‘Epidermal VR’ Has Applications in Prosthetics

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Anderson, left, shakes hands while testing the technology.

Photographs courtesy of Northwestern University.

Northwestern University researchers have developed a thin, wireless system that adds a sense of touch to any virtual reality (VR) experience. They have tested the technology to provide prosthetic devices with sensory feedback.

 

Referred to as an "epidermal VR" system, the device communicates touch through a fast, programmable array of miniature vibrating actuators embedded into a thin, soft, flexible material. The 15cm by 15cm sheet-like prototypes laminate onto the curved surfaces of the skin without bulky batteries and cumbersome wires.

 

"We leveraged our knowledge in stretchable electronics and wireless power transfer to put together a superior collection of components, including miniaturized actuators, in an advanced architecture designed as a skin-interfaced wearable device—with almost no encumbrances on the user," said John A. Rogers, PhD, a professor of materials science and biomedical engineering and co-leader of the research. "We feel that it's a good starting point that will scale naturally to full-body systems and hundreds or thousands of discrete, programmable actuators.

 

"With this wireless power delivery scheme, we completely avoid the need for batteries, with their weight, size, bulk and limited operating lifetimes," Rogers said. "The result is a thin, lightweight system that can be worn and used without constraint, indefinitely."

 

U.S. Army veteran Garrett Anderson, whose arm was severed during his service in the Iraq War, recently tried Northwestern's system, integrated with his prosthetic arm. When wearing the patch on his upper arm, Anderson could feel sensations from his prosthetic fingertips transmitted to his arm. The vibration's intensity changed depending on the firmness of his grip.

 

"Users develop an ability to sense touch at the fingertips of their prosthetics through the sensory inputs on the upper arm," Rogers explained. "Over time, your brain can convert the sensation on your arm to a surrogate sense of feeling in your fingertips. It adds a sensory channel to reproduce the sense of touch."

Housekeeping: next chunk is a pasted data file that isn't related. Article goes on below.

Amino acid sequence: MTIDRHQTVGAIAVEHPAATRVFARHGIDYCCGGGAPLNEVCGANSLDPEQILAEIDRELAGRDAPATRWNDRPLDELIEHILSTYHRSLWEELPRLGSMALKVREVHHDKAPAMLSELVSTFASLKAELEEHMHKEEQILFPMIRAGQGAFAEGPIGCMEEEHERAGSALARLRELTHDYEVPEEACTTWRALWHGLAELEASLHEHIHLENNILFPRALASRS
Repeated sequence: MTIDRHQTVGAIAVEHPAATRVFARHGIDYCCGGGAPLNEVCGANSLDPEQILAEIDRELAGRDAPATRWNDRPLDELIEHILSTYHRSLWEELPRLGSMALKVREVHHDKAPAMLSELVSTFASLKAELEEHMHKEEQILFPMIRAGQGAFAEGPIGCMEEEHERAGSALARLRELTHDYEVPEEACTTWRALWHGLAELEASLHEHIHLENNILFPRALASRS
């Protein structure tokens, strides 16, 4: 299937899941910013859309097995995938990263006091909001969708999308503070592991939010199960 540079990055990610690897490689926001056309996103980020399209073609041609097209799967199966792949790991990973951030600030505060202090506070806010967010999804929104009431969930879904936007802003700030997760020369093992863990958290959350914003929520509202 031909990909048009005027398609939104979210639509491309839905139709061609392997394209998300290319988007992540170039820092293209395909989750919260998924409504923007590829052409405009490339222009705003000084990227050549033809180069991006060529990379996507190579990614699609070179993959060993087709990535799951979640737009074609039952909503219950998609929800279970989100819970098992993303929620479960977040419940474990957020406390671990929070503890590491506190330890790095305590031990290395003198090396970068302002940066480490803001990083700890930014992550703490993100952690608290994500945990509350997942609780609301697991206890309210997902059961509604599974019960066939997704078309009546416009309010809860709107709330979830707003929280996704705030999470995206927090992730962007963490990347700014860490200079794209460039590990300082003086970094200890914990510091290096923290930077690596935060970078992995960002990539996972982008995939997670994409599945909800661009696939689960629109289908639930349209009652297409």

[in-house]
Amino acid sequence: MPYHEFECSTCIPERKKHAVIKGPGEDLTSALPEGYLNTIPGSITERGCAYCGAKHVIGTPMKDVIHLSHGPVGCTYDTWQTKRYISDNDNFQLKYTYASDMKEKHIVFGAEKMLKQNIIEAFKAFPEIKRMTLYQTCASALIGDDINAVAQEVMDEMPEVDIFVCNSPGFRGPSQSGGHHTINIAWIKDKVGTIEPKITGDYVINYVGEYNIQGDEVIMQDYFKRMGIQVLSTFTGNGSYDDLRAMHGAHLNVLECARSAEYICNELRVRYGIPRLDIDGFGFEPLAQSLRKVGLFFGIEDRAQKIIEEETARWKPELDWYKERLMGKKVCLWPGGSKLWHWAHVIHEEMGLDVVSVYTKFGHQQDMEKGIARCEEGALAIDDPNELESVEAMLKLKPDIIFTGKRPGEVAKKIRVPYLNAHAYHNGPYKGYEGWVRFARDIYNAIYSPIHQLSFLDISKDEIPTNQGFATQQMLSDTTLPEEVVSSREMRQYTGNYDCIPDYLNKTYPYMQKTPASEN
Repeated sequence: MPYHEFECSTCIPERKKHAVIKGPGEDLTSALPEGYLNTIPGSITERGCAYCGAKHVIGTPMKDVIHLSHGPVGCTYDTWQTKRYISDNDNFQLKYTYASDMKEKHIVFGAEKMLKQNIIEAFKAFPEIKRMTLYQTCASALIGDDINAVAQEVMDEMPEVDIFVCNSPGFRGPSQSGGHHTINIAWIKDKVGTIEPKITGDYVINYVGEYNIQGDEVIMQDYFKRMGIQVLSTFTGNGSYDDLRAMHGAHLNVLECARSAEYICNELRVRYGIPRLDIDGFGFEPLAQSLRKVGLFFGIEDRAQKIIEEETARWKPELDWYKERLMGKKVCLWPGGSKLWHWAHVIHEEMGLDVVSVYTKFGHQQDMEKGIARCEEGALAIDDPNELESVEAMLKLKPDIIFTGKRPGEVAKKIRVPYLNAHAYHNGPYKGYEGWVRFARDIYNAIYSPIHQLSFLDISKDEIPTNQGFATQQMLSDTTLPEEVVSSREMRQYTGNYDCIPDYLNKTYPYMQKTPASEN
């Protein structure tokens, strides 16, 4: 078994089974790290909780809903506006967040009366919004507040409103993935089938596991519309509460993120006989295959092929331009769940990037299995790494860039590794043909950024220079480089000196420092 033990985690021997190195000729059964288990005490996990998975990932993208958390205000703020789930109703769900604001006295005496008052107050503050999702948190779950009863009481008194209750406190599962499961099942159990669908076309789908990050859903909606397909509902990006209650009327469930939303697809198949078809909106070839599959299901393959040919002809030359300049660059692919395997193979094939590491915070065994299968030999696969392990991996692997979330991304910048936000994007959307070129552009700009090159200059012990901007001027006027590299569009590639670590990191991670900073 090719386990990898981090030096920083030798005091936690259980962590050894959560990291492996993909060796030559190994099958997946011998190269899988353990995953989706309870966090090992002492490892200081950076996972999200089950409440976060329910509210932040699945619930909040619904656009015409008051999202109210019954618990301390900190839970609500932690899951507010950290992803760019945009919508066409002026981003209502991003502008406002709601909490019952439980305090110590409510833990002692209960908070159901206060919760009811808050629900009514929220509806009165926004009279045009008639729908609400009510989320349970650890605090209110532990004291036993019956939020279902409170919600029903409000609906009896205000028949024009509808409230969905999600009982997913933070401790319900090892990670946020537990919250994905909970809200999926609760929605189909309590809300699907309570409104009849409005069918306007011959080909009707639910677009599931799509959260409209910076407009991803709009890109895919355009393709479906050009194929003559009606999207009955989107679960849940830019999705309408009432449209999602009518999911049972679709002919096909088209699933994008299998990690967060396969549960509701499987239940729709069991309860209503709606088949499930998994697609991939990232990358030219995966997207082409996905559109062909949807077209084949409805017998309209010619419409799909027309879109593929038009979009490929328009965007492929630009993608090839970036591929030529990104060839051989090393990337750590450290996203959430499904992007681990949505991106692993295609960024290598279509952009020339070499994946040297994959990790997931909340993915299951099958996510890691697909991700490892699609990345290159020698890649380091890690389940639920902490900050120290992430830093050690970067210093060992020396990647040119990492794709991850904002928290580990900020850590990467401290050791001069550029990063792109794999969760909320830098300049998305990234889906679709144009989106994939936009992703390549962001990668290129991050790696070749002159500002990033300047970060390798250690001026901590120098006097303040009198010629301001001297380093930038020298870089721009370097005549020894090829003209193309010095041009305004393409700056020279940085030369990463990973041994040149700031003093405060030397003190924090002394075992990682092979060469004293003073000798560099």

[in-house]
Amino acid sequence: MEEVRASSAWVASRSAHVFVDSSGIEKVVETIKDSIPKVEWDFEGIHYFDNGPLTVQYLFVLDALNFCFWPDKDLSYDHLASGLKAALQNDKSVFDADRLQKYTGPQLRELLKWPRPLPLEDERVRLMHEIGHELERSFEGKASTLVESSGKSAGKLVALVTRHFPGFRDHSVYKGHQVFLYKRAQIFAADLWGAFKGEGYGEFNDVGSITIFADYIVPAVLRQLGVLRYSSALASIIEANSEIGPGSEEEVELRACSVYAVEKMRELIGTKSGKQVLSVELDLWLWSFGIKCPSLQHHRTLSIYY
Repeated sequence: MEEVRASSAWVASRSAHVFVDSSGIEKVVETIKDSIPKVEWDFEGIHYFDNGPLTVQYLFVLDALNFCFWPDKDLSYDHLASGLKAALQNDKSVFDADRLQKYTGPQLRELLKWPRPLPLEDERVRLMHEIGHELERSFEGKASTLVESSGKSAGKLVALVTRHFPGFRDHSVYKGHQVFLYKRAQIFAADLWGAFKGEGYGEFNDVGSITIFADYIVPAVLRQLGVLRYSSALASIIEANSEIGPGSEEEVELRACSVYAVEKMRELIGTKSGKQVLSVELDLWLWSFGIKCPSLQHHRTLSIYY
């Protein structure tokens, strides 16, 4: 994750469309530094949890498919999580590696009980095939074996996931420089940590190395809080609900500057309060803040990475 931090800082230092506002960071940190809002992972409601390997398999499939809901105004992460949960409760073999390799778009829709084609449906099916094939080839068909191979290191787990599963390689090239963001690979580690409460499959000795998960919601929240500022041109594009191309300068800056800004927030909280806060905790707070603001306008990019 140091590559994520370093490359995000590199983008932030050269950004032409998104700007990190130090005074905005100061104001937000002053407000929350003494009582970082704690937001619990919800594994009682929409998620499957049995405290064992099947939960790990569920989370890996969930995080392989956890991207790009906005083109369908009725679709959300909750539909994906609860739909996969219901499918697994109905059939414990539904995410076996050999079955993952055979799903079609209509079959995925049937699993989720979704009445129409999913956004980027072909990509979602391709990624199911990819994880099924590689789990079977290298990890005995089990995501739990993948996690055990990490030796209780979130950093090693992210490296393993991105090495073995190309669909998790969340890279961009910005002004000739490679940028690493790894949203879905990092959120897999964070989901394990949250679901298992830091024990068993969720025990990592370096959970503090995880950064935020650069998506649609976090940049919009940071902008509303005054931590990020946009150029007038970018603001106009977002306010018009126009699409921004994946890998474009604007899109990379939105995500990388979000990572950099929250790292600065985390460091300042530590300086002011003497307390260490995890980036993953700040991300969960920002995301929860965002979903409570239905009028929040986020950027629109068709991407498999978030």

The device incorporates a distributed array of 32 individually programmable, millimeter-scale actuators, each of which generates a discrete sense of touch at a corresponding location on the skin. Each actuator resonates most strongly at 200 cycles per second, where the skin exhibits maximum sensitivity.

 

"We can adjust the frequency and amplitude of each actuator quickly and on-the-fly through our graphical user interface," Rogers said. "We tailored the designs to maximize the sensory perception of the vibratory force delivered to the skin."

 

The patch wirelessly connects to a touchscreen interface on a smartphone or tablet. When a user touches the screen, that pattern of touch transmits to the patch. If the user draws an X pattern on the touchscreen, for example, the devices produce a sensory pattern, simultaneously and in real-time, in the shape of an X through the vibratory interface to the skin.

 

Aside from use in prosthetic devices, the researchers say the technology can be used in telemedicine, allowing for virtual touch—with negligible time delay and with pressures and patterns that can be controlled through the touchscreen interface.

 

An open view of the patch, showing its 32 actuators embedded in soft silicone.

The actuators are embedded into a soft and slightly tacky silicone polymer that adheres to the skin without tape or straps. Wireless and battery-free, the device communicates through near-field communication protocols, the same technology used in smart phones for electronic payments.

 

Rogers views the current device as a starting point. "This is our first attempt at a system of this type," he said. "It could be very powerful for social interactions, clinical medicine, and applications that we cannot conceive of today, beyond the obvious opportunities in gaming and entertainment."

 

He and engineer Yonggang Huang, PhD, are already working to make the current device slimmer and lighter. They also plan to exploit different types of actuators, including those that can produce heating and stretching sensations. With thermal inputs, for example, a person might be able to sense how hot a cup of coffee is through prosthetic fingertips.

 

"Virtual reality is a very important emerging area of technology," Rogers said. "Currently, we're just using our eyes and our ears as the basis for those experiences. The community has been comparatively slow to exploit the body's largest organ: the skin. Our sense of touch provides the most profound, deepest, emotional connection between people."

 

The research, Skin-integrated wireless haptic interfaces for virtual and augmented reality, is published in the journal Nature.

 

Editor's note: This story was adapted from materials provided by Northwestern University.